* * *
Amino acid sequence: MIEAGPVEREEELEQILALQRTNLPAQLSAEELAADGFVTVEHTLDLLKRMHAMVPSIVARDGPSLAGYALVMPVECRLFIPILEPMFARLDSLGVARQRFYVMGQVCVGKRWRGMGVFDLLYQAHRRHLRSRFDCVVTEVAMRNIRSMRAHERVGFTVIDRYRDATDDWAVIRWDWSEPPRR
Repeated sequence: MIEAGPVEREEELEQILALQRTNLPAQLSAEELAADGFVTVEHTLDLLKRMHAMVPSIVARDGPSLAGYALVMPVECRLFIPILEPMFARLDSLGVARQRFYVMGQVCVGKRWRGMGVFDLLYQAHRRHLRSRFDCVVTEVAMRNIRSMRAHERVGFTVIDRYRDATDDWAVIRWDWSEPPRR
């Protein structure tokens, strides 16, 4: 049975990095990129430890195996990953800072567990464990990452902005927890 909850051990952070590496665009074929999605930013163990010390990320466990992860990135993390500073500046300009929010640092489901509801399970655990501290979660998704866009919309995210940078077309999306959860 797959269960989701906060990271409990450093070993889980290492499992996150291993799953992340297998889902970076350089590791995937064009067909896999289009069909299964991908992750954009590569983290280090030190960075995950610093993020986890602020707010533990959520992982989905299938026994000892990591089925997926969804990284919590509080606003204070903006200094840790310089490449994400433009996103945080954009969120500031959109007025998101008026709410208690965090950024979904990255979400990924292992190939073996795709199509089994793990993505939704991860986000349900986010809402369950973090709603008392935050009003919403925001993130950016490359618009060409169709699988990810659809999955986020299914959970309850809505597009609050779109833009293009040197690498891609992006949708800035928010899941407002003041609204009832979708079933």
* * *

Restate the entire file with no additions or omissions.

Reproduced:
Amino acid sequence: MIEAGPVEREEELEQILALQRTNLPAQLSAEELAADGFVTVEHTLDLLKRMHAMVPSIVARDGPSLAGYALVMPVECRLFIPILEPMFARLDSLGVARQRFYVMGQVCVGKRWRGMGVFDLLYQAHRRHLRSRFDCVVTEVAMRNIRSMRAHERVGFTVIDRYRDATDDWAVIRWDWSEPPRR
Repeated sequence: MIEAGPVEREEELEQILALQRTNLPAQLSAEELAADGFVTVEHTLDLLKRMHAMVPSIVARDGPSLAGYALVMPVECRLFIPILEPMFARLDSLGVARQRFYVMGQVCVGKRWRGMGVFDLLYQAHRRHLRSRFDCVVTEVAMRNIRSMRAHERVGFTVIDRYRDATDDWAVIRWDWSEPPRR
């Protein structure tokens, strides 16, 4: 049975990095990129430890195996990953800072567990464990990452902005927890 909850051990952070590496665009074929999605930013163990010390990320466990992860990135993390500073500046300009929010640092489901509801399970655990501290979660998704866009919309995210940078077309999306959860 797959269960989701906060990271409990450093070993889980290492499992996150291993799953992340297998889902970076350089590791995937064009067909896999289009069909299964991908992750954009590569983290280090030190960075995950610093993020986890602020707010533990959520992982989905299938026994000892990591089925997926969804990284919590509080606003204070903006200094840790310089490449994400433009996103945080954009969120500031959109007025998101008026709410208690965090950024979904990255979400990924292992190939073996795709199509089994793990993505939704991860986000349900986010809402369950973090709603008392935050009003919403925001993130950016490359618009060409169709699988990810659809999955986020299914959970309850809505597009609050779109833009293009040197690498891609992006949708800035928010899941407002003041609204009832979708079933």